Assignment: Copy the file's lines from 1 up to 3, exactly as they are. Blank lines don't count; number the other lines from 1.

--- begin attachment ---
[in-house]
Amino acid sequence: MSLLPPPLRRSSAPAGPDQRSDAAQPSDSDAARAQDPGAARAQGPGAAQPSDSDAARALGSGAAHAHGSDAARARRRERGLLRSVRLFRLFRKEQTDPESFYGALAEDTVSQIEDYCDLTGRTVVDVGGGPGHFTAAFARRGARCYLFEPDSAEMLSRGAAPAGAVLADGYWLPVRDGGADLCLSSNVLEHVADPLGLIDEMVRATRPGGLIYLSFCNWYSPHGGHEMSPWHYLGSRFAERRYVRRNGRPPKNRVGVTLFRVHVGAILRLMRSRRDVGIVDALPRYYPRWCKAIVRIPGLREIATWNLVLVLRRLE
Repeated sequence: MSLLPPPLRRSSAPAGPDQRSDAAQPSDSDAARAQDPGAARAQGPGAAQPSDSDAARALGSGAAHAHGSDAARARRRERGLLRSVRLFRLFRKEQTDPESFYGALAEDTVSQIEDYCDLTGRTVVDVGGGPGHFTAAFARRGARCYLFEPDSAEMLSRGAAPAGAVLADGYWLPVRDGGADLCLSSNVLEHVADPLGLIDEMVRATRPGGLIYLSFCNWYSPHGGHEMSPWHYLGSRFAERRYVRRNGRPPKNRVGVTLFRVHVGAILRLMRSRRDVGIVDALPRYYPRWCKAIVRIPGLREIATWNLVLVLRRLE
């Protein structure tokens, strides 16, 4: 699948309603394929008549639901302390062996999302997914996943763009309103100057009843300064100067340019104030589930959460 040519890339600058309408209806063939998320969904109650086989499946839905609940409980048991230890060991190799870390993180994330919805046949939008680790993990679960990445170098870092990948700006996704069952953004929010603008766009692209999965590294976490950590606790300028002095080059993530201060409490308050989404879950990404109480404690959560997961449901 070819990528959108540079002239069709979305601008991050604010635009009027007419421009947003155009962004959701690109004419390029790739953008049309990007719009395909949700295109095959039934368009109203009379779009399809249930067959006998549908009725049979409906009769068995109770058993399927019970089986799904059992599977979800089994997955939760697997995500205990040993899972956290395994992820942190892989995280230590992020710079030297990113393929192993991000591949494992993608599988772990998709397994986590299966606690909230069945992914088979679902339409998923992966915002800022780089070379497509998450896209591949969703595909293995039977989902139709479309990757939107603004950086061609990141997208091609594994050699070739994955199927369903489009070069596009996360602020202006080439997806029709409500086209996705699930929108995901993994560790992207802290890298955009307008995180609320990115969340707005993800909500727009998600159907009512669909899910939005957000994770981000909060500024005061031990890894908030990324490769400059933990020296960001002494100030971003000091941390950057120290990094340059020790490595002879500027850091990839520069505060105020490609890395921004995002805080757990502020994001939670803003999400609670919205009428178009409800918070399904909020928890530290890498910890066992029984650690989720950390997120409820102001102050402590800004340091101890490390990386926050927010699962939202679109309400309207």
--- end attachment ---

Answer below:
[in-house]
Amino acid sequence: MSLLPPPLRRSSAPAGPDQRSDAAQPSDSDAARAQDPGAARAQGPGAAQPSDSDAARALGSGAAHAHGSDAARARRRERGLLRSVRLFRLFRKEQTDPESFYGALAEDTVSQIEDYCDLTGRTVVDVGGGPGHFTAAFARRGARCYLFEPDSAEMLSRGAAPAGAVLADGYWLPVRDGGADLCLSSNVLEHVADPLGLIDEMVRATRPGGLIYLSFCNWYSPHGGHEMSPWHYLGSRFAERRYVRRNGRPPKNRVGVTLFRVHVGAILRLMRSRRDVGIVDALPRYYPRWCKAIVRIPGLREIATWNLVLVLRRLE
Repeated sequence: MSLLPPPLRRSSAPAGPDQRSDAAQPSDSDAARAQDPGAARAQGPGAAQPSDSDAARALGSGAAHAHGSDAARARRRERGLLRSVRLFRLFRKEQTDPESFYGALAEDTVSQIEDYCDLTGRTVVDVGGGPGHFTAAFARRGARCYLFEPDSAEMLSRGAAPAGAVLADGYWLPVRDGGADLCLSSNVLEHVADPLGLIDEMVRATRPGGLIYLSFCNWYSPHGGHEMSPWHYLGSRFAERRYVRRNGRPPKNRVGVTLFRVHVGAILRLMRSRRDVGIVDALPRYYPRWCKAIVRIPGLREIATWNLVLVLRRLE